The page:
Years ago, I discovered GU energy gel, which is designed for runners but comes in tasty flavors like chocolate mint and peanut butter. I love the little silver GU packets and throw them in my pocket or purse everywhere I go.  I’ve also kept plain chocolate or vanilla frosting in the fridge for years. GU packets are very portable, but at almost a $1 each they’re pricey. And one small can of frosting can fix 50 lows for the same cost. If I find myself out on the road for work and trending down, it’s serendipity to be close to a Starbucks so I can treat myself to a beloved cake-pop. All of these seem like way better ways to treat a low because they taste better and are easier to get down.

But the problem with all of those mentioned methods is the amount of carb they deliver. GU packs have 18 grams of CHO. Cake pops have 22 grams. And frosting can pack 21 grams in a single serving, All of my go-to methods for treating lows are in fact, more than the recommended amount of carb to treat a low. And for someone who is trying to achieve extremely tight control, this can actually cause more problems than its worth. I’ve noticed lately that most of these treats I use for lows can cause me to rebound too much – not crazy high rebounds, but enough to matter for my A1c. 22 grams of carb can take a 65mg/dL to a 150mg/dL pretty quickly. And if I’m only down at say, 75mg/dL and slightly trending down, a cake pop can send me through the roof.

Glucose tablets on the other hand, with only four grams of carb each are allowing me to customize how I treat lows so that I don’t over do it. They let me bring my BGs up to a level that’s safe without cranking them up too quickly or too much. I also like that I can have just one or two tablets for BGs that are simply trending down but not dangerous yet. And all of this may sound obvious, but seriously, I hadn’t bought glucose tablets in years and they’re kind of blowing my mind right now! I am loving being able to “titrate” my low treatments so that I don’t end up on the Glucoaster as often.

Although, there will always be times where I take a solid low as a wonderful opportunity to dig in to that pint ice cream – we do deserve to treat ourselves sometimes when we’re going through all the crap that diabetes makes us deal with. But for all the times when Hagen Daz isn’t  randomly available to me, I’m going old school and poppin’ open a tube of glucose tabs, letting that powder float through the air and downing my little customizable sugar tabs!

Have it your way.

CheeseburgerHave you ever ordered a venti, sugar-free, non-fat mocha…with whip cream? Or maybe you’ve ordered a bacon cheeseburger with fries and..a diet coke. I’ve been guilty of both of these orders in my lifetime and I don’t feel bad about it.  Many people might say “why not just go for the real deal and get the full-fat, full sugar mocha?” Or “what difference does the 130-calorie Coke make with the 1,000 calorie burger and fries?”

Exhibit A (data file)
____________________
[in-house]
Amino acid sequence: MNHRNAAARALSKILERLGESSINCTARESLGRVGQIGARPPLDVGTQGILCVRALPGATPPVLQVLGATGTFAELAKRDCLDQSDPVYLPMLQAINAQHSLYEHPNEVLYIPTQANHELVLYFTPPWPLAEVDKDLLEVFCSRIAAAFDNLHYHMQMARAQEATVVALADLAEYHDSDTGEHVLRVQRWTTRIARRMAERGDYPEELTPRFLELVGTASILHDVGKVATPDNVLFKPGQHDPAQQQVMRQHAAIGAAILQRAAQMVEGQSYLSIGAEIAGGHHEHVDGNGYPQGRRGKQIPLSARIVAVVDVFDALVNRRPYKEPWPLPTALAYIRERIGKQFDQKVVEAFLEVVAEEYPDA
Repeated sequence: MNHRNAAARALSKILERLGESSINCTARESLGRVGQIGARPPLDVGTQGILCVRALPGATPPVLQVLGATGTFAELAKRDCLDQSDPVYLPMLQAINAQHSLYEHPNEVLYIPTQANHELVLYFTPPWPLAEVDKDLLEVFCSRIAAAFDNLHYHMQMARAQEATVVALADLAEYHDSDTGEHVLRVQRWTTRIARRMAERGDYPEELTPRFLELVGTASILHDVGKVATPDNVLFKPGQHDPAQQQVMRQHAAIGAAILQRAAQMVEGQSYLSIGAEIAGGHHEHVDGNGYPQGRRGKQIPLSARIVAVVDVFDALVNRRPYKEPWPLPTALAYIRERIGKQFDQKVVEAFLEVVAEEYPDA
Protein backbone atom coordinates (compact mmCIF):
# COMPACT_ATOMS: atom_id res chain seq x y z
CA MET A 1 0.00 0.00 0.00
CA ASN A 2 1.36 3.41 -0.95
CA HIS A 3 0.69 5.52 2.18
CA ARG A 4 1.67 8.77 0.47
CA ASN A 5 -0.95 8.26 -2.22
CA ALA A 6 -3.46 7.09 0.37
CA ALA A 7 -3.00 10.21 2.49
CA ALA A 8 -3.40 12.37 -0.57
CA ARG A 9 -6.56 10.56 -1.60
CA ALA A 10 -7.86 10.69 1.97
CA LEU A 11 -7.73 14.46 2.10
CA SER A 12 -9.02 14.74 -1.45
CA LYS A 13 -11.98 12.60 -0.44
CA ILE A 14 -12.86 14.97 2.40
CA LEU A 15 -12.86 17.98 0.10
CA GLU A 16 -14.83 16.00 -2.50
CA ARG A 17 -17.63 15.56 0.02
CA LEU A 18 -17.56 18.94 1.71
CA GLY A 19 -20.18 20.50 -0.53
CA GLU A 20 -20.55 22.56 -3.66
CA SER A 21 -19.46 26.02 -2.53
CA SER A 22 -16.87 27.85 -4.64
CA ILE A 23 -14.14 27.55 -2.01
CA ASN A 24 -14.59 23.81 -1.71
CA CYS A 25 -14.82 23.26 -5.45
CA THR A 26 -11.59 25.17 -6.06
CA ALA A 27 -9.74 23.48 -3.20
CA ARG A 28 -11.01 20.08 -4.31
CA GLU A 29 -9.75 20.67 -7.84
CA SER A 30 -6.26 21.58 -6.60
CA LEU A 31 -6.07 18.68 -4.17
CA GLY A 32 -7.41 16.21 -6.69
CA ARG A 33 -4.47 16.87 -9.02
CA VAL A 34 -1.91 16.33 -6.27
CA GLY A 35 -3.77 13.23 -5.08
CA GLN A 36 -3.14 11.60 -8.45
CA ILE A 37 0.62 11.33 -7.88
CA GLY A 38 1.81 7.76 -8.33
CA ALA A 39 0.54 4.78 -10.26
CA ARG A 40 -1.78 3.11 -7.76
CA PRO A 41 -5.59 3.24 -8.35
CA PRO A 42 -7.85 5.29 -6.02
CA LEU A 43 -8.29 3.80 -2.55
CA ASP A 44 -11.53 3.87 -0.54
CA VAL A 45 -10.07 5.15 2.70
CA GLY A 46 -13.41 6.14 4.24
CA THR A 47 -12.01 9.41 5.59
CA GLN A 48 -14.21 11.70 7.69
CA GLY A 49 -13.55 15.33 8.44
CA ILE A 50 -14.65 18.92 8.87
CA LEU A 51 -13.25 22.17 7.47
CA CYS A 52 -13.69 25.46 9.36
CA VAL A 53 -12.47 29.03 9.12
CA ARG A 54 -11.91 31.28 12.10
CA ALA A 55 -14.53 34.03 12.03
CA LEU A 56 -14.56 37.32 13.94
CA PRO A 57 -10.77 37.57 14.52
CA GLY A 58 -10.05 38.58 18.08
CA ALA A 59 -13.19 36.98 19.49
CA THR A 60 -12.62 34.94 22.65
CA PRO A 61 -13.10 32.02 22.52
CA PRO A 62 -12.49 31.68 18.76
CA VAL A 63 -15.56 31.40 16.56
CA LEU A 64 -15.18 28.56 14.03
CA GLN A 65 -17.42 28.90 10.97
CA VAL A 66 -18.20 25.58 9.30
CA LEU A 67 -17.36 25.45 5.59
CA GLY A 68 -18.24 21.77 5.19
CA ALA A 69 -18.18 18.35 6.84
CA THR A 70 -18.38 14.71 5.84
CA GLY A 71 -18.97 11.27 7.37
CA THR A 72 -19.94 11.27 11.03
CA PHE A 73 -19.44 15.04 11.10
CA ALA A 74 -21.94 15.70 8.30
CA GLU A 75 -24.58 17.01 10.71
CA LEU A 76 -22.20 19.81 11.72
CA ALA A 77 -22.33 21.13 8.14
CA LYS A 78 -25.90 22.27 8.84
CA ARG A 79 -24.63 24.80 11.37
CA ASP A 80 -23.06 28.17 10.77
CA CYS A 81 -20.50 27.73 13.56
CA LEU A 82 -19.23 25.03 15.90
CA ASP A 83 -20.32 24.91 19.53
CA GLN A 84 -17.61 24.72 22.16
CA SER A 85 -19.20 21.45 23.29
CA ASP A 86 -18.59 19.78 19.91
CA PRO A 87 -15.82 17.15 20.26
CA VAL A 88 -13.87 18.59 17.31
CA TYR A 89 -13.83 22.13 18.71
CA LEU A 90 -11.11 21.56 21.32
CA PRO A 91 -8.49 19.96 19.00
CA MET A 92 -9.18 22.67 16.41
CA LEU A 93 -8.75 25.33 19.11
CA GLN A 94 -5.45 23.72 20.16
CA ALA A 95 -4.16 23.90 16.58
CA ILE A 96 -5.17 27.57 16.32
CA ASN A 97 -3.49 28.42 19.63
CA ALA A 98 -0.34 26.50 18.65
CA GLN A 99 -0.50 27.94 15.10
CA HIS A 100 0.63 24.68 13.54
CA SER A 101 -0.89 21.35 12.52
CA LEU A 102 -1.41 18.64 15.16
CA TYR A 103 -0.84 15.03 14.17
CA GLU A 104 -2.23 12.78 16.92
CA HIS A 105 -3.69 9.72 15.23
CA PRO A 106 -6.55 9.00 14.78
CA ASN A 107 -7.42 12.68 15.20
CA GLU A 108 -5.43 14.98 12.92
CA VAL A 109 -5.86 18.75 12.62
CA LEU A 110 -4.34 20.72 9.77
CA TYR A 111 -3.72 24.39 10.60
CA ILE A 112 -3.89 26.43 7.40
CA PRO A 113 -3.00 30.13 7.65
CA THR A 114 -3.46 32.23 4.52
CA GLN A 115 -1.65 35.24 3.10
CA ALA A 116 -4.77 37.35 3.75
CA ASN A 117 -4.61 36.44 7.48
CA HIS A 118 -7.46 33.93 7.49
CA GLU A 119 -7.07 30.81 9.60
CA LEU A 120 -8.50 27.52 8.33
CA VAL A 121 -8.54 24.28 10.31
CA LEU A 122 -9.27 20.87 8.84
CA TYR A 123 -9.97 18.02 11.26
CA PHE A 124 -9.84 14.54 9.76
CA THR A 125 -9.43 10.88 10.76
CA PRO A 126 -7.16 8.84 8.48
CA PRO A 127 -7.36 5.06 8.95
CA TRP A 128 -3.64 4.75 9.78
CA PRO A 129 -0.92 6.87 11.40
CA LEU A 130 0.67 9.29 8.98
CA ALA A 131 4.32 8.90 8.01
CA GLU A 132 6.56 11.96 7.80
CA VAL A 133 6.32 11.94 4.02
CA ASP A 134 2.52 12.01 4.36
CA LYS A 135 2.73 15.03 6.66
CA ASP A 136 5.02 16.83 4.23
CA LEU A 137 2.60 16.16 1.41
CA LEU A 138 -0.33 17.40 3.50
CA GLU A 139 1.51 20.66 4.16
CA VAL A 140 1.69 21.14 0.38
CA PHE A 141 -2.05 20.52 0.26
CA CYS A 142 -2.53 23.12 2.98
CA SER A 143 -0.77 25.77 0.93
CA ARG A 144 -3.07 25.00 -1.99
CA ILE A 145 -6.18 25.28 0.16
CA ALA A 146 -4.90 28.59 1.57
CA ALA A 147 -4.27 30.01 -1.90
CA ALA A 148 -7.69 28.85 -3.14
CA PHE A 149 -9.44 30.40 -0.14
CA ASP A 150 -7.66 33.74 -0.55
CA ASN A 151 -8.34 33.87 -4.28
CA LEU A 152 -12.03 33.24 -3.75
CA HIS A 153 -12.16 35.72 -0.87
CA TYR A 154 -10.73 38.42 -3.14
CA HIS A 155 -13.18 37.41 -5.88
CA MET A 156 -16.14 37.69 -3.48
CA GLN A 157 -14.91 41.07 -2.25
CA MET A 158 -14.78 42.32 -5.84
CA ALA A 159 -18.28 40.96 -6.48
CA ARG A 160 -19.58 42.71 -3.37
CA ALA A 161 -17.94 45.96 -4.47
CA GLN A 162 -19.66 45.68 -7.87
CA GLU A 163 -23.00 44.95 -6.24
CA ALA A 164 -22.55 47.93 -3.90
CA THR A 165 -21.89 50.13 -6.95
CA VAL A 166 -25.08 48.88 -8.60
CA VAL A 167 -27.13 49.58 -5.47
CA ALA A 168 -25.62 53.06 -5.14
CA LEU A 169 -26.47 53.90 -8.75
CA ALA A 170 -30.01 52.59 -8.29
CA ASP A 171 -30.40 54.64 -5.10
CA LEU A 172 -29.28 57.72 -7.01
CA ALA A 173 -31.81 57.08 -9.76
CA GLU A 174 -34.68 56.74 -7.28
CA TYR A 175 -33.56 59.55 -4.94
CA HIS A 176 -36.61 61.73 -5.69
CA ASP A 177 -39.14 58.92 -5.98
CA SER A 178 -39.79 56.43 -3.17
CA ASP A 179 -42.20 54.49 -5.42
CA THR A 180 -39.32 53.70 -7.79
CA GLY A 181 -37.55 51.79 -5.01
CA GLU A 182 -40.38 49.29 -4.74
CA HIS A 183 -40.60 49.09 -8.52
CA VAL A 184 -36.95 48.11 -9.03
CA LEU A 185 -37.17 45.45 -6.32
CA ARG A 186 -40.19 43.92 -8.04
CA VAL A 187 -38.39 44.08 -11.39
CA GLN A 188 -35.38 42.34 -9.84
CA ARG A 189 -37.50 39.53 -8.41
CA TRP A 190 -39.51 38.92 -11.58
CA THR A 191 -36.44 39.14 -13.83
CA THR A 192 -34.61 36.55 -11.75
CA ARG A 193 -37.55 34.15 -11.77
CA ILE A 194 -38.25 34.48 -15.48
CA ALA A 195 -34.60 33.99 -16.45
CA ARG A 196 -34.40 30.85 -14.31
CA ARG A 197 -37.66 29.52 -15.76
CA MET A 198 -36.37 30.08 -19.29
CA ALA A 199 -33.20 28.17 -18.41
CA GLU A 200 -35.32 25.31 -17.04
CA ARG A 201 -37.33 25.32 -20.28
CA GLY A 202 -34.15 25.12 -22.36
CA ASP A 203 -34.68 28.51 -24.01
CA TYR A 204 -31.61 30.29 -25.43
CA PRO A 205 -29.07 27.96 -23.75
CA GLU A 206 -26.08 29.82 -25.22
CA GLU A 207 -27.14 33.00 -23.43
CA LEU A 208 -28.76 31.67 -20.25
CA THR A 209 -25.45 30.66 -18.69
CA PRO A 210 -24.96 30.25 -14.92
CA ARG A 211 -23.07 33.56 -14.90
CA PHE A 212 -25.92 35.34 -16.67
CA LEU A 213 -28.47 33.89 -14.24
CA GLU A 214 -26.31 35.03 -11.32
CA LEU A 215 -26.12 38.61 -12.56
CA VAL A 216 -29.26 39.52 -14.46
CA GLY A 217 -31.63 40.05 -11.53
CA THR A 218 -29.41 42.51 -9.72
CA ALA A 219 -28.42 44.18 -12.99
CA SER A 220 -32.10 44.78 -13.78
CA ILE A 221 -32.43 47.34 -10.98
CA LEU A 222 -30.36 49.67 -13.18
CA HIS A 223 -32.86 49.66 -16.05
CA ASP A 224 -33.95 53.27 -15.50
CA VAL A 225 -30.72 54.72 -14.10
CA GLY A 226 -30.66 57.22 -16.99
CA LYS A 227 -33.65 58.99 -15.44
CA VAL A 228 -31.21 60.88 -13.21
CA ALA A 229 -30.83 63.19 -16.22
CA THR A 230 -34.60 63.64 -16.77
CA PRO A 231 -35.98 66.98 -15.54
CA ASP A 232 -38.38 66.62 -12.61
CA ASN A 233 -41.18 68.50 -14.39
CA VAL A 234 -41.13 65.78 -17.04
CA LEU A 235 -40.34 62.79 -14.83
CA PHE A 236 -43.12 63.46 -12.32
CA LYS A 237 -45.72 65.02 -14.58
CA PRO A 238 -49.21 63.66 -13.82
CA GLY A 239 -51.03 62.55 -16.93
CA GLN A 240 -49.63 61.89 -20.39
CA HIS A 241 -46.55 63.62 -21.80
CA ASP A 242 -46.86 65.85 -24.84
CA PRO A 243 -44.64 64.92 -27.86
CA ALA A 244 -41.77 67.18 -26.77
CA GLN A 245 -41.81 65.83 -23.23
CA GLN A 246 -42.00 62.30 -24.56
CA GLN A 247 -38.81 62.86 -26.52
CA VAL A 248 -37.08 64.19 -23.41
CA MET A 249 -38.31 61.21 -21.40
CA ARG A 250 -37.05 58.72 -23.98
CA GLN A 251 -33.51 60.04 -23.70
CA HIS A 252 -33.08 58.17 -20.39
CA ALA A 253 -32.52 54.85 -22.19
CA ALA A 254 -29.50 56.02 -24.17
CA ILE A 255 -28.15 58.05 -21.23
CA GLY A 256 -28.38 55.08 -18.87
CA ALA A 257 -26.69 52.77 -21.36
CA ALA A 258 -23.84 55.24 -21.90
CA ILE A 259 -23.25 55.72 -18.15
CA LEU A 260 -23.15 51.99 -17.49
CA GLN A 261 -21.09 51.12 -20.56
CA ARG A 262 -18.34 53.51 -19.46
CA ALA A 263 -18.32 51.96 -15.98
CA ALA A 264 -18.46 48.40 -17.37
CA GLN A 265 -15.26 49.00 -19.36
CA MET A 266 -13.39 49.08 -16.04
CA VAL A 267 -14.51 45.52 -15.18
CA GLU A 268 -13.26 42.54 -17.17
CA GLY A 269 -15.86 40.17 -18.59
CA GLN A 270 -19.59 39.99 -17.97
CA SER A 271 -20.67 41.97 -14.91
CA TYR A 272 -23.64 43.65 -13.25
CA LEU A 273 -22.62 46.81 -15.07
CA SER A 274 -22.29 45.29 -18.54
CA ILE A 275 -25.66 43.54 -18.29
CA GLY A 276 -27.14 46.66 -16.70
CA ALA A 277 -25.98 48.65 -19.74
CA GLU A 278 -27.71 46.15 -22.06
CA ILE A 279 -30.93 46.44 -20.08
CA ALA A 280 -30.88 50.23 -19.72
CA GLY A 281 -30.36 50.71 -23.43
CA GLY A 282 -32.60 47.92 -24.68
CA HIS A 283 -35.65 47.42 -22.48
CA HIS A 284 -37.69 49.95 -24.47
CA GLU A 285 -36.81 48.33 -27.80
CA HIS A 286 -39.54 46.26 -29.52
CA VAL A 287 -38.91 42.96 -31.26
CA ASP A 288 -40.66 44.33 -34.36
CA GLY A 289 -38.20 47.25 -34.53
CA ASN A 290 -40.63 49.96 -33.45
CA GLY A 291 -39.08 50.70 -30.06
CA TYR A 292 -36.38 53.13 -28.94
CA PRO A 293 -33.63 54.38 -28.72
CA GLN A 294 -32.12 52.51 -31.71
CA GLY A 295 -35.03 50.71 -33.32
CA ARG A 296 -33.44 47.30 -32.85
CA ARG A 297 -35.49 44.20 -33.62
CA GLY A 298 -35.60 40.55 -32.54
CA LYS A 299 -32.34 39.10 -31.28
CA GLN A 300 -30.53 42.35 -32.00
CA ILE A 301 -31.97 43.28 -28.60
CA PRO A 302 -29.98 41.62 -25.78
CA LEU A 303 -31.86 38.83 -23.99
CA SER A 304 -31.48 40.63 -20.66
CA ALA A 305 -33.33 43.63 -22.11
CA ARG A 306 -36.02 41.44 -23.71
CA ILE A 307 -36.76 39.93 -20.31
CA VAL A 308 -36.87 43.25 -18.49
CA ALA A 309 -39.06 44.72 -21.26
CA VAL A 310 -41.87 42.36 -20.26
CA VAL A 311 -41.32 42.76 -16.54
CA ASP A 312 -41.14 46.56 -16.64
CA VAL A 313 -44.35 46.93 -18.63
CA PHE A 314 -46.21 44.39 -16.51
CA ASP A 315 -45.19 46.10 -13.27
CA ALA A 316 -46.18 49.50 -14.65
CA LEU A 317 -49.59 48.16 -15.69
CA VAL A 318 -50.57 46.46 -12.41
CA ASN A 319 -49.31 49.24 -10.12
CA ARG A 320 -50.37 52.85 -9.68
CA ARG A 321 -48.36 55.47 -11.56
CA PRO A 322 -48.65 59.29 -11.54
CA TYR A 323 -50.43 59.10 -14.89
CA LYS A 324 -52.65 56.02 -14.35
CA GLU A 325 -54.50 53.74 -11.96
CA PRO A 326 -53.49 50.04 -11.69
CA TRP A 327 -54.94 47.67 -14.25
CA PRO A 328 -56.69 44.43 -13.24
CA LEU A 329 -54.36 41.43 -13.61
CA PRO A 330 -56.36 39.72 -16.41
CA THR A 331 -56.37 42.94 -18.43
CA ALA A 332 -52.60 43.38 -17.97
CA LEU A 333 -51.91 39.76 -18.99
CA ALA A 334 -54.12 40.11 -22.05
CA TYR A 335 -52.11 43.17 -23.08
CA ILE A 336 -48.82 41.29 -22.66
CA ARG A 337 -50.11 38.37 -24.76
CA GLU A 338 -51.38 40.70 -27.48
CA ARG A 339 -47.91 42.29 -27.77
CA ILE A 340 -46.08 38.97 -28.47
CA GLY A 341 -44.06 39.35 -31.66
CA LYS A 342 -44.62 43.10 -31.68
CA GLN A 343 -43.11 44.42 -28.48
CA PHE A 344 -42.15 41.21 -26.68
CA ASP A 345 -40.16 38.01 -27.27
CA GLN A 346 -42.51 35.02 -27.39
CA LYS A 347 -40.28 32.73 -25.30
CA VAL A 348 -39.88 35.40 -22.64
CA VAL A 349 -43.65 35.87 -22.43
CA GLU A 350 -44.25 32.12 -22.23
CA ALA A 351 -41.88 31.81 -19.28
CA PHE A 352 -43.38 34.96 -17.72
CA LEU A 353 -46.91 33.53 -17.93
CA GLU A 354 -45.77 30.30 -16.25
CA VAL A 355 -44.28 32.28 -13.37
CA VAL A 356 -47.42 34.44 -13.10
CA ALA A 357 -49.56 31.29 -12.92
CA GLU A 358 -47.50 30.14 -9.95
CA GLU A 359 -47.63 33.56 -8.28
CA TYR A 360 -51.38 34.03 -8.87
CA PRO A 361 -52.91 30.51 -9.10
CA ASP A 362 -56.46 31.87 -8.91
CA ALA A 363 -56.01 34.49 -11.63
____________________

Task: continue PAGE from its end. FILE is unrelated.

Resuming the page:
The difference is that with diabetes, we know how to make things count. We know where we’re ok to splurge and where we’d rather just save the calories/carbs because it’s just not that important to us. On a cold Portland day, I’ve honestly ordered a plain black coffee with whip cream at my local Starbucks simply because I wanted the “winter drink” experience without annihilating my BGs with a peppermint mocha monstrosity. Bolusing for the whip cream was worth it to me. Bolusing for anything else right there in that moment was not. And I’m totally ok with that.

I think what’s harder is explaining to other people why we make the food choices that we do. We’ve all been dining with friends and decided to indulge in a dessert or something sugary and had a well-meaning acquaintance get that confused look on their face and say “wait…I thought you said eating low carb was easier on your diabetes?” Or you’re out with friends who are used to the fact that you occasionally have dessert or might need to sugar for a low…but you’re not feeling carbs that day. You opt out of the chips-and-salsa-appetizer and cold beers and they wonder if you’re on some special new diet.

And no wonder – diabetes is super-confusing that way. Every day, we’re making choices about what we want to manage or not manage, how it will impact us in the moment and in a few hours, and whether or not something is worth it. On top of that, our goals evolve and change through the years. Someone who is aiming to tighten their control might make different decisions than someone suffering from serious burnout. It just depends on the person and what they’re trying to do with their diabetes management that day (or hour even!). But explaining that to others isn’t easy.

 One of the biggest stereotypes about living with diabetes is that there are hard and fast rules for everything, and that couldn’t be further from the truth. In fact the way we make most diabetes management decisions starts with “it depends.” And I think that’s the biggest education we can give to those around us – that this isn’t always an exact science and that it will continue to evolve for each of us throughout our lives and even day to day.